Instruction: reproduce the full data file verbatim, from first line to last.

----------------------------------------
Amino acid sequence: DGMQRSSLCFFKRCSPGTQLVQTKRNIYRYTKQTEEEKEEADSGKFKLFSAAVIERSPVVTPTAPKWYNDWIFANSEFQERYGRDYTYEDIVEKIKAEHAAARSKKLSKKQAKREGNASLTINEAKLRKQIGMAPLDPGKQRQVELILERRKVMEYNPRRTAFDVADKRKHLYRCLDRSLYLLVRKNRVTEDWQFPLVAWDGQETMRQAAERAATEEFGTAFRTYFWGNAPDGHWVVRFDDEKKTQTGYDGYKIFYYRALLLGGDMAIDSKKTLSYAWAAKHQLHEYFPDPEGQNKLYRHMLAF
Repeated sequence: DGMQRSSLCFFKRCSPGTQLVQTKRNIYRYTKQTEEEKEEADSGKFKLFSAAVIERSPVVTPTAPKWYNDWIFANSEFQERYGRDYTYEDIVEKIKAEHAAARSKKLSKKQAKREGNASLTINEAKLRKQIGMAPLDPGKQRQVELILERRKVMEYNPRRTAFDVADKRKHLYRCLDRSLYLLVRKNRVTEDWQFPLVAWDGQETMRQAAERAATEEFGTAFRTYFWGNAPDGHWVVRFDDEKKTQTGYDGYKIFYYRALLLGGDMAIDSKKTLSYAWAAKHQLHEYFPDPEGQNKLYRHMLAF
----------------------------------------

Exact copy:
Amino acid sequence: DGMQRSSLCFFKRCSPGTQLVQTKRNIYRYTKQTEEEKEEADSGKFKLFSAAVIERSPVVTPTAPKWYNDWIFANSEFQERYGRDYTYEDIVEKIKAEHAAARSKKLSKKQAKREGNASLTINEAKLRKQIGMAPLDPGKQRQVELILERRKVMEYNPRRTAFDVADKRKHLYRCLDRSLYLLVRKNRVTEDWQFPLVAWDGQETMRQAAERAATEEFGTAFRTYFWGNAPDGHWVVRFDDEKKTQTGYDGYKIFYYRALLLGGDMAIDSKKTLSYAWAAKHQLHEYFPDPEGQNKLYRHMLAF
Repeated sequence: DGMQRSSLCFFKRCSPGTQLVQTKRNIYRYTKQTEEEKEEADSGKFKLFSAAVIERSPVVTPTAPKWYNDWIFANSEFQERYGRDYTYEDIVEKIKAEHAAARSKKLSKKQAKREGNASLTINEAKLRKQIGMAPLDPGKQRQVELILERRKVMEYNPRRTAFDVADKRKHLYRCLDRSLYLLVRKNRVTEDWQFPLVAWDGQETMRQAAERAATEEFGTAFRTYFWGNAPDGHWVVRFDDEKKTQTGYDGYKIFYYRALLLGGDMAIDSKKTLSYAWAAKHQLHEYFPDPEGQNKLYRHMLAF